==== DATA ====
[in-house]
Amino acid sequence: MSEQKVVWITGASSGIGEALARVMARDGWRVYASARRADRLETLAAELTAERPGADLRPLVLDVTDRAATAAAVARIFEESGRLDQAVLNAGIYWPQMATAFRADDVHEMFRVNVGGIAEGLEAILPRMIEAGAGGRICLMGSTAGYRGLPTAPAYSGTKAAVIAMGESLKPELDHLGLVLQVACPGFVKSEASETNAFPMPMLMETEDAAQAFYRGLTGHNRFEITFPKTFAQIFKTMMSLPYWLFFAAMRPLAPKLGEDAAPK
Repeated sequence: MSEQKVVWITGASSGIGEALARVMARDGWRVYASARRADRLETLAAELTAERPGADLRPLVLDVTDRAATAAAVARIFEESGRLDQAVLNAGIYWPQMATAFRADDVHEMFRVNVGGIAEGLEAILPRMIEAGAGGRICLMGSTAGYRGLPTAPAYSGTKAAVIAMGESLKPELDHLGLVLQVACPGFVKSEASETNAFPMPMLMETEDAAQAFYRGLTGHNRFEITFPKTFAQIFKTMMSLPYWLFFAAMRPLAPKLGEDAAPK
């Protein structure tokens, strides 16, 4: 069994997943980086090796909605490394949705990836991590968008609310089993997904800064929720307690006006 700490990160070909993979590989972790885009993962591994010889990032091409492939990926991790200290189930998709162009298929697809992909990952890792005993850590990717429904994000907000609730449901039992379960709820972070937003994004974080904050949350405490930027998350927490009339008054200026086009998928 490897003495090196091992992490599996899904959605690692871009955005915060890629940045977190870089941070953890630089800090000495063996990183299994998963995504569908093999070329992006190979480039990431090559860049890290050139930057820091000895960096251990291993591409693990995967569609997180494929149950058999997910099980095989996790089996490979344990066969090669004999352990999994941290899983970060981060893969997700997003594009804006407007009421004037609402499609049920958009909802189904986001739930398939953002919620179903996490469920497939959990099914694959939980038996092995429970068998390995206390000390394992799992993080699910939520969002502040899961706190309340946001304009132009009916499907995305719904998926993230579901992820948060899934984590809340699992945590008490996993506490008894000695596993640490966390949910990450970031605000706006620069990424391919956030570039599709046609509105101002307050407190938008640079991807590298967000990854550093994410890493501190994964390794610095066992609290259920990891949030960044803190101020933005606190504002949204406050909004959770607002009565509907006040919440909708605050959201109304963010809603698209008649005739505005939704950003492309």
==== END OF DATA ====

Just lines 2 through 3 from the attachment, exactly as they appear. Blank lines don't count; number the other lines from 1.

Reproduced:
Amino acid sequence: MSEQKVVWITGASSGIGEALARVMARDGWRVYASARRADRLETLAAELTAERPGADLRPLVLDVTDRAATAAAVARIFEESGRLDQAVLNAGIYWPQMATAFRADDVHEMFRVNVGGIAEGLEAILPRMIEAGAGGRICLMGSTAGYRGLPTAPAYSGTKAAVIAMGESLKPELDHLGLVLQVACPGFVKSEASETNAFPMPMLMETEDAAQAFYRGLTGHNRFEITFPKTFAQIFKTMMSLPYWLFFAAMRPLAPKLGEDAAPK
Repeated sequence: MSEQKVVWITGASSGIGEALARVMARDGWRVYASARRADRLETLAAELTAERPGADLRPLVLDVTDRAATAAAVARIFEESGRLDQAVLNAGIYWPQMATAFRADDVHEMFRVNVGGIAEGLEAILPRMIEAGAGGRICLMGSTAGYRGLPTAPAYSGTKAAVIAMGESLKPELDHLGLVLQVACPGFVKSEASETNAFPMPMLMETEDAAQAFYRGLTGHNRFEITFPKTFAQIFKTMMSLPYWLFFAAMRPLAPKLGEDAAPK